Celery Juice: What’s All The Hype About?
*Editor’s Note: This post was originally published in January of 2019. It has since been updated.
Did you drink your juice this morning? Celery juice, that is. What used to be known as the last man standing on every veggie platter is now hailed by many as the answer to all of our health issues. It has been on and popping lately, with celebs including Kim Kardashian, Pharrell, Naomi Campbell, and even Robert De Niro jumping on the bandwagon. This hugely popular wellness trend doesn’t seem to be going anywhere soon, so what’s the deal? Why is everyone and their mother drinking 16 ounces of celery juice every morning? And who started this craze?
Who Started The Celery Juice Movement?
Celery juice’s recent popularity started with Anthony William, also known as the self-proclaimed “Medical Medium” and the originator of the global celery juice movement. William is a four-time New York Times best-selling author, boasts 2.8 million Instagram followers, and 3.5 million Facebook followers, but he’s not a licensed doctor or health care practitioner. He claims he gets “advanced medical information from this spirit” and he is adamant that 16 ounces of celery juice on an empty stomach every morning can “save your life.”
What Are The Benefits Of Celery Juice?
According to William, celery juice has “undiscovered sodium clustered salt, a subgroup of mineral salts” that destroys bacteria, viruses, and other microorganisms that can cause disease. He also insists that celery juice flushes out metal toxicity, pesticides, and herbicides that are inside of our liver.
Other benefits claimed are:
- Lowers Inflammation
- Helps ease digestion
- Cleanses the body of toxicity
- Helps with constipation
- Reduces bloating
- Helps lower blood pressure
- Improves the kidney and bowel function
- Assists in weight loss
- Helps with eczema, psoriasis, and acne
- Lowers cholesterol
- Relaxes jittery nerves
So What’s Really The Deal?
Research shows that celery has powerful antioxidant characteristics. Celery is an excellent source of vitamins A, K, and C. We also know that celery provides the body with much-needed alkaline minerals like calcium, potassium, and magnesium and that keeping a nutrient-dense alkaline diet helps your body maintain its blood pH level. So it’s not that crazy to believe that juicing celery would have noticeable health benefits.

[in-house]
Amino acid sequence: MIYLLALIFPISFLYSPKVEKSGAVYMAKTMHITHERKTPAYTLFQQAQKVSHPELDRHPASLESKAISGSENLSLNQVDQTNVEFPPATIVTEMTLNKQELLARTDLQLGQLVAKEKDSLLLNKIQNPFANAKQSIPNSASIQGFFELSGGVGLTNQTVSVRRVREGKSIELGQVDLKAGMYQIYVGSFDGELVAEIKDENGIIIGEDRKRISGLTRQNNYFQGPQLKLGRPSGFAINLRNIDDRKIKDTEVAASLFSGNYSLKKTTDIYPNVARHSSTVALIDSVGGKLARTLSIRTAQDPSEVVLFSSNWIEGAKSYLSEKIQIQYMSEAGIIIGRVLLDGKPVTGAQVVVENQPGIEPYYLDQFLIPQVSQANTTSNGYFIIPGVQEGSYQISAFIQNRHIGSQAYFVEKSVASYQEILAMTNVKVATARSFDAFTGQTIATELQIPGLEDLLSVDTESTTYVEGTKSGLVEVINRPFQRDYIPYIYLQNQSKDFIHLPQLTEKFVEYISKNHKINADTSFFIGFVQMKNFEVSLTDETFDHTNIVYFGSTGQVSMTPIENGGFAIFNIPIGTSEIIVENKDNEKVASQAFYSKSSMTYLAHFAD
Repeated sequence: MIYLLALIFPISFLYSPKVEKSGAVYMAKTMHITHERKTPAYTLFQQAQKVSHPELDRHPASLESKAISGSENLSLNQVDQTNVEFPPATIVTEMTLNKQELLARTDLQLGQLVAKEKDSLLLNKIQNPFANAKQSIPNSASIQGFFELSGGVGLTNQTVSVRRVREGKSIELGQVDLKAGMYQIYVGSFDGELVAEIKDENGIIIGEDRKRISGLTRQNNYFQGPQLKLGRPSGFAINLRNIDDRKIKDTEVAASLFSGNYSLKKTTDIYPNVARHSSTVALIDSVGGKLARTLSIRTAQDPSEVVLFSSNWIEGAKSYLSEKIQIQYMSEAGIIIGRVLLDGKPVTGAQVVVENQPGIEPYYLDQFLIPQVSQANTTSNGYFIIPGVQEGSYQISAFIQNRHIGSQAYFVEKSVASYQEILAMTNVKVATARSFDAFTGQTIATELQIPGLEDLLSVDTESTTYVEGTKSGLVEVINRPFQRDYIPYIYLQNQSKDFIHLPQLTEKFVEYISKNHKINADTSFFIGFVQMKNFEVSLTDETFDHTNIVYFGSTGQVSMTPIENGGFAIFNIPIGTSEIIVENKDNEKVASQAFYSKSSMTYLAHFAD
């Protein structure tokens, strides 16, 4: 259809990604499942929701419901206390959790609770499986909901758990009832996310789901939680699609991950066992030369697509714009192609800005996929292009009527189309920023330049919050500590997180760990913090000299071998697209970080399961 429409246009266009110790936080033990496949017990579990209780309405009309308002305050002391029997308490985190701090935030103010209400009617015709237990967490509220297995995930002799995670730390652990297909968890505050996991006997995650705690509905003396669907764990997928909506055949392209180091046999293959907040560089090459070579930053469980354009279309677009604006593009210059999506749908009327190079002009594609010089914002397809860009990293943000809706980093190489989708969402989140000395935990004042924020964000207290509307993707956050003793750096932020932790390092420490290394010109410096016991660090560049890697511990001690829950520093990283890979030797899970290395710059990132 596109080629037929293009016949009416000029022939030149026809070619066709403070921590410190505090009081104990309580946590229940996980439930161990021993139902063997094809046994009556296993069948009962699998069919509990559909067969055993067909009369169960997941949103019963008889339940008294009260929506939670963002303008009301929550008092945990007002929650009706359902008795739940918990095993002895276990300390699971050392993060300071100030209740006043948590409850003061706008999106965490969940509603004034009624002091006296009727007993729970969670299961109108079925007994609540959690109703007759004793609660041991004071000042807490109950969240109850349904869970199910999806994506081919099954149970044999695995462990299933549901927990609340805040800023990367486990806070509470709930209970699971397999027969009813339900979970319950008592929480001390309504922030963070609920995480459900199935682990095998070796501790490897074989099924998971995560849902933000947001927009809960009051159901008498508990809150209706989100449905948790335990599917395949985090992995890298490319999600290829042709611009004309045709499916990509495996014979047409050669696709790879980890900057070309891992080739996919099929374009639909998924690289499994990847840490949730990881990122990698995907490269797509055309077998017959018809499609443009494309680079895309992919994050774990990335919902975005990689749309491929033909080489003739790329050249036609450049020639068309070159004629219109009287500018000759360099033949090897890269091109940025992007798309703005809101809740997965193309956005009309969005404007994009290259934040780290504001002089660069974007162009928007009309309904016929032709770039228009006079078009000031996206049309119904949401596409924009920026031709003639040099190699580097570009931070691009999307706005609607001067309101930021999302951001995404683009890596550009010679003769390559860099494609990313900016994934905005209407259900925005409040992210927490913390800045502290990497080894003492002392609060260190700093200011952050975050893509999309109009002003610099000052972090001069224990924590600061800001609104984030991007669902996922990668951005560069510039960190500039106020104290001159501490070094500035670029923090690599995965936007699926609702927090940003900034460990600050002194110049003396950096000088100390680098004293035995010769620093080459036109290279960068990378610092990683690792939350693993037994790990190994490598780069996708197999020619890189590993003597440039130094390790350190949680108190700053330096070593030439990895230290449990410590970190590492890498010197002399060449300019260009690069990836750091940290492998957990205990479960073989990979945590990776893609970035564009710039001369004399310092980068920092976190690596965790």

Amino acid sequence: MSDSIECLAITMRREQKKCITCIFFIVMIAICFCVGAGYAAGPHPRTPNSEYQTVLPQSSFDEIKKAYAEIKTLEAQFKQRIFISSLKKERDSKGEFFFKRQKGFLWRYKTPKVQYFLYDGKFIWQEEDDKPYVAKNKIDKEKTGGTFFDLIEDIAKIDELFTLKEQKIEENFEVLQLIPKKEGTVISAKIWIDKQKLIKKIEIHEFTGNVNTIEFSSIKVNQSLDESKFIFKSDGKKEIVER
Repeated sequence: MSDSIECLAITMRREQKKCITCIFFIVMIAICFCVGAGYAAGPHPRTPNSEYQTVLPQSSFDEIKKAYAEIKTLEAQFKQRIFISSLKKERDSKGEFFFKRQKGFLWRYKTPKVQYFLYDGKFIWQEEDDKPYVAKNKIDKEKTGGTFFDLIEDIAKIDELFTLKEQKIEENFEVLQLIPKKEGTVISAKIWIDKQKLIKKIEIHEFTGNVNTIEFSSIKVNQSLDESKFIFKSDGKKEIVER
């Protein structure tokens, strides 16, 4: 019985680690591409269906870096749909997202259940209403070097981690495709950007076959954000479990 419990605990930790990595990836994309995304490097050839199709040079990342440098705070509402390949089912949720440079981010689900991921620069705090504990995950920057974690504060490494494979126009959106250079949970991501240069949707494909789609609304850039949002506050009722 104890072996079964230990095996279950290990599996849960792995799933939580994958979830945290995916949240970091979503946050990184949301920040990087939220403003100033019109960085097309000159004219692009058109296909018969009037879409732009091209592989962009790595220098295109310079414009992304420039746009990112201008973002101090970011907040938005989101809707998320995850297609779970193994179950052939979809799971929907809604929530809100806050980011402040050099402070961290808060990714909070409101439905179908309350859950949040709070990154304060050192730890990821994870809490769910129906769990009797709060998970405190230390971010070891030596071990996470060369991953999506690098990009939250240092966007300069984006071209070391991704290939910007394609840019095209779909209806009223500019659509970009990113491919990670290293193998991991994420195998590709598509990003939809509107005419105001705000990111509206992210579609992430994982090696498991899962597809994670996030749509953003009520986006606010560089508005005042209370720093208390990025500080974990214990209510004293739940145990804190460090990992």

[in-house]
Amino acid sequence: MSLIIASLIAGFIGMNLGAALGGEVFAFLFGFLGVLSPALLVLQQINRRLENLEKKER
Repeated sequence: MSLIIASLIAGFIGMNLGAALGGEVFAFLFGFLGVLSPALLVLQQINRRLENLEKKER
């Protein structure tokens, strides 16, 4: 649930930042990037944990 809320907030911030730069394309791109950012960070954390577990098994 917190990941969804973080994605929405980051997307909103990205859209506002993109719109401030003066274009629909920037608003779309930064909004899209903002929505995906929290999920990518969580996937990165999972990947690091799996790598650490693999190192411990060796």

There are also over 280,000 Instagram posts dedicated to celery juice. Influencers, wellness gurus, and beauty experts are all swearing by it.
What To Know Before You Try This Trend
Celery juicing isn’t going to be cheap, especially since the price of celery has risen. If you’re buying it at a juicer, you’re looking at $10 to $13 a bottle. If you’re going to be making it at home, which is much more economical, you’ll need an entire bunch each day to make the recommended daily 16 ounces.
To reap the full benefits of celery juice, it must be consumed fresh, first thing in the morning, and on an empty stomach. It should not be diluted by any other veggie, water, or even ice.
Celery has been on the Environmental Working Group’s Dirty Dozen list of produce containing the most pesticides for several years. According to the EWG, 13 pesticides were detected on a sample of conventional celery. You must buy organic celery, and you must wash it thoroughly.
Some doctors believe that if you’re prone to kidney stones that celery juice could promote kidney stone growth.
While symptoms are often mild, raw celery can be highly allergenic for some. Most common reactions are swelling of the lips, tongue, throat, and oral cavity itching.
Last year, we launched our #30DaysMaed challenge. Community members committed to drinking 16 ounces of juiced celery first thing every morning for thirty days. I have to say, I honestly saw and felt a difference. Want to know more about my experience and the results of our community’s 30 day challenge? Click here.
Not exactly sure how to make celery juice? Read about two easy ways you can make celery juice at home by clicking here.
*We always recommend that you talk with a healthcare provider before making any diet or supplement changes to your lifestyle.